Crossing the Gobi Desert on the back of a camel, down the Niger River in a bunker… Roxanne, 45, has done just about everything. A professional traveler, she experiences the tourist circuits and their extreme apocalypse experiences. But something mundane is missing: driving a car. “I know, this is crazy. yI am an independent woman who loves snow riding. Nothing scares me but that. »
Roxanne is not an isolated case. Like her, thousands of French people don’t drive, or drive cars as little as possible. Sweating hands, palpitations, tremors or muscle stiffness, nausea, and sometimes panic attacks – these are symptoms of driving phobia. It has nothing to do with the legitimate apprehension one can feel when they take the wheel in fog or under snow – the unhealthy fear, it’s disproportionate and irrational.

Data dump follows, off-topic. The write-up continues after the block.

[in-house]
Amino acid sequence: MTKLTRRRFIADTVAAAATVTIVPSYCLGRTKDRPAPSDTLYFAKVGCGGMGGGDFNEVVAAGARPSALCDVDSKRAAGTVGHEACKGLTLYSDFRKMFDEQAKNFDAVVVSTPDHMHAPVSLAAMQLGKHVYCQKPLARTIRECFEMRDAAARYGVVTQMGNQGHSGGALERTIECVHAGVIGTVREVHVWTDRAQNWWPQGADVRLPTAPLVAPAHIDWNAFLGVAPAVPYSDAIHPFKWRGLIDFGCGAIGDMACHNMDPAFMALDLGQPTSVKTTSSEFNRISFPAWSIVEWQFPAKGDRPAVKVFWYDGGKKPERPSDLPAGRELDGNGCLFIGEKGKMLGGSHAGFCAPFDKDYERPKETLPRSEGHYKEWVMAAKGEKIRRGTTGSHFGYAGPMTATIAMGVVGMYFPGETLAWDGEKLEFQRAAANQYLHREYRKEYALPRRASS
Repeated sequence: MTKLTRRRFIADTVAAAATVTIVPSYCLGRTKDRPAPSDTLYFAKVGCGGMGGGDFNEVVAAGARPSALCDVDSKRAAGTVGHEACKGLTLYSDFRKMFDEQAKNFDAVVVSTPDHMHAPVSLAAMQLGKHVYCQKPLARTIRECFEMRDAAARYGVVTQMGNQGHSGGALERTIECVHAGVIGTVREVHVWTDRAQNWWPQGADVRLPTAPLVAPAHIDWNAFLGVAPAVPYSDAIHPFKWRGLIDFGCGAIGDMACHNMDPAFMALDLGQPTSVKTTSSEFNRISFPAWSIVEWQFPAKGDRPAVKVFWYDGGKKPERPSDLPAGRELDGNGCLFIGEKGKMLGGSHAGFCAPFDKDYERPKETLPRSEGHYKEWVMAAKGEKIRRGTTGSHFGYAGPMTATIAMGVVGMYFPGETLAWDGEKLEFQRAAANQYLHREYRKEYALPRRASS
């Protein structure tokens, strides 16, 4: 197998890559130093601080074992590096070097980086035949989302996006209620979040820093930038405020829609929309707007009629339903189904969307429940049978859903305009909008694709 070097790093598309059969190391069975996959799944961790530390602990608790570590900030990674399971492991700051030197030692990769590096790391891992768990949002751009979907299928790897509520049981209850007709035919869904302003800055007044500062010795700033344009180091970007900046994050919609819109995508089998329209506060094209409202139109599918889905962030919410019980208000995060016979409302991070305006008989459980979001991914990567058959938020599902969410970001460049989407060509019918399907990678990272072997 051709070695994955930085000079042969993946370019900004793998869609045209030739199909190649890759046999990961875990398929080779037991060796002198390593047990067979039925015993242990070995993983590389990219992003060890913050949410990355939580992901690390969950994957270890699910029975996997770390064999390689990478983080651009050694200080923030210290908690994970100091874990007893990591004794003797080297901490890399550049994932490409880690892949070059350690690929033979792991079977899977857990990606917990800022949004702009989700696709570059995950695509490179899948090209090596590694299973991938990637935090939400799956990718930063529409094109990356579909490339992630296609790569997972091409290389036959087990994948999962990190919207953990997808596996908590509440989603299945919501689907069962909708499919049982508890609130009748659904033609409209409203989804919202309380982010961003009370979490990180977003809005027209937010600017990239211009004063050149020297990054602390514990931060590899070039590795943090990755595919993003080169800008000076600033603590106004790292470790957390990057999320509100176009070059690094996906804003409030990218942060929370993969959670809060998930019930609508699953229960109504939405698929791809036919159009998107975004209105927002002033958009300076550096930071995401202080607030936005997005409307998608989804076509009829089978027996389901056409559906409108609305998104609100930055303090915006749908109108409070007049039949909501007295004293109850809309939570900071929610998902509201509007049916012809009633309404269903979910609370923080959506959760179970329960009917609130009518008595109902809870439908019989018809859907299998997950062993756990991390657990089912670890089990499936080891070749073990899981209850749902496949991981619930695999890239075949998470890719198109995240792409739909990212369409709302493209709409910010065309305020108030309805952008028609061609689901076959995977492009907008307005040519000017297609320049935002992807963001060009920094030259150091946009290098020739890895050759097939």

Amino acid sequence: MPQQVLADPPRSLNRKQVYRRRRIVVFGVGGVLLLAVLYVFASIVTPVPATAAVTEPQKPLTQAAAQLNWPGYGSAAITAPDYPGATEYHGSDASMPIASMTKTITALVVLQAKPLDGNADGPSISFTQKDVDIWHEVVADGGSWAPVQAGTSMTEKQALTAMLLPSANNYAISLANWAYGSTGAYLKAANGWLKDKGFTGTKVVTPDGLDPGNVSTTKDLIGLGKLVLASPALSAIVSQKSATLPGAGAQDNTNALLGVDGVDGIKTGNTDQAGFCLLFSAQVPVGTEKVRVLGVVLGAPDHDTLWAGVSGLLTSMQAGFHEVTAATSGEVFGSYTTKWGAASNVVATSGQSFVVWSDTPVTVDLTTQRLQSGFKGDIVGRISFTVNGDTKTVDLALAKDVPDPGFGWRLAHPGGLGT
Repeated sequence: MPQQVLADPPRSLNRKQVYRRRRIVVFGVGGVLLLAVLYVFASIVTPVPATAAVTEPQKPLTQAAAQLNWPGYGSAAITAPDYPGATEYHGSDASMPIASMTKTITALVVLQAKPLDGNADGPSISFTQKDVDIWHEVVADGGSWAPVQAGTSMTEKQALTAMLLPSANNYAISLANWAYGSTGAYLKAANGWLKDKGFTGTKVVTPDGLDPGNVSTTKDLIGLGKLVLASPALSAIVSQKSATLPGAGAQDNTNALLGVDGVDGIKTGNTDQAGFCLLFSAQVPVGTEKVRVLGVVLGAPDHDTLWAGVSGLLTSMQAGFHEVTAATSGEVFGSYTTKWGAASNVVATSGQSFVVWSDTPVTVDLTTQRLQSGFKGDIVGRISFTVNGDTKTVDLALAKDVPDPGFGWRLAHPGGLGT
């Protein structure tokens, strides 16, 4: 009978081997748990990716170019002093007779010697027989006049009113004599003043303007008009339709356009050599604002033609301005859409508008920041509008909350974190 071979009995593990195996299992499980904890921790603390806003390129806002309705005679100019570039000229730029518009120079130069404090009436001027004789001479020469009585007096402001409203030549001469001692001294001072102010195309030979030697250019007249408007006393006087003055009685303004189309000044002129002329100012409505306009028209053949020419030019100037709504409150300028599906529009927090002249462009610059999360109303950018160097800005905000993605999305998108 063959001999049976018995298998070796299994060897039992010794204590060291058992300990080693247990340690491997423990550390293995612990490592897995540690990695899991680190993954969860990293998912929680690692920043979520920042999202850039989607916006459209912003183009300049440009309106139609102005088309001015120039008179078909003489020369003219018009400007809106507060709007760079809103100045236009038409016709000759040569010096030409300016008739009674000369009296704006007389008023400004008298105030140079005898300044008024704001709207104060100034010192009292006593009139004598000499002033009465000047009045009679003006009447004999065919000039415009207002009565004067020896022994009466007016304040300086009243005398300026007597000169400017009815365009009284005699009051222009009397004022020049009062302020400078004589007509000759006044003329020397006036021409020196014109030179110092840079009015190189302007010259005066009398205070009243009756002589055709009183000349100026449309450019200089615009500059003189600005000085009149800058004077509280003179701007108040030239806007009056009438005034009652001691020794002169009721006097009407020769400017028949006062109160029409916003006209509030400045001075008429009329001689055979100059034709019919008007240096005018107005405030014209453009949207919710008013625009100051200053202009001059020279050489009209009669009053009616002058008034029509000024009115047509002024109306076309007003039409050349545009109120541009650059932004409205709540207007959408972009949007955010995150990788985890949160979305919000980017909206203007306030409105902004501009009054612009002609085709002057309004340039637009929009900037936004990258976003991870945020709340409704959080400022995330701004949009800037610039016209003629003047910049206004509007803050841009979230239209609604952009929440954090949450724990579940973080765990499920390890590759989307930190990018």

According to some studies, it may result from a physiological abnormality called the visual vestibular. “The sensations that indicate our position in space come from three different sources: the eye, the vestibule (a small organ in the inner ear that is sensitive to body movements) and receptors called ‘sensory cues’, which are found in muscles and tendons,” Psychiatrist Roger Zombrunn explains in his book “Don’t Panic While Driving!” (1) An essential book in understanding and overcoming fear of driving. But for some, visual sensations take over. They no longer have
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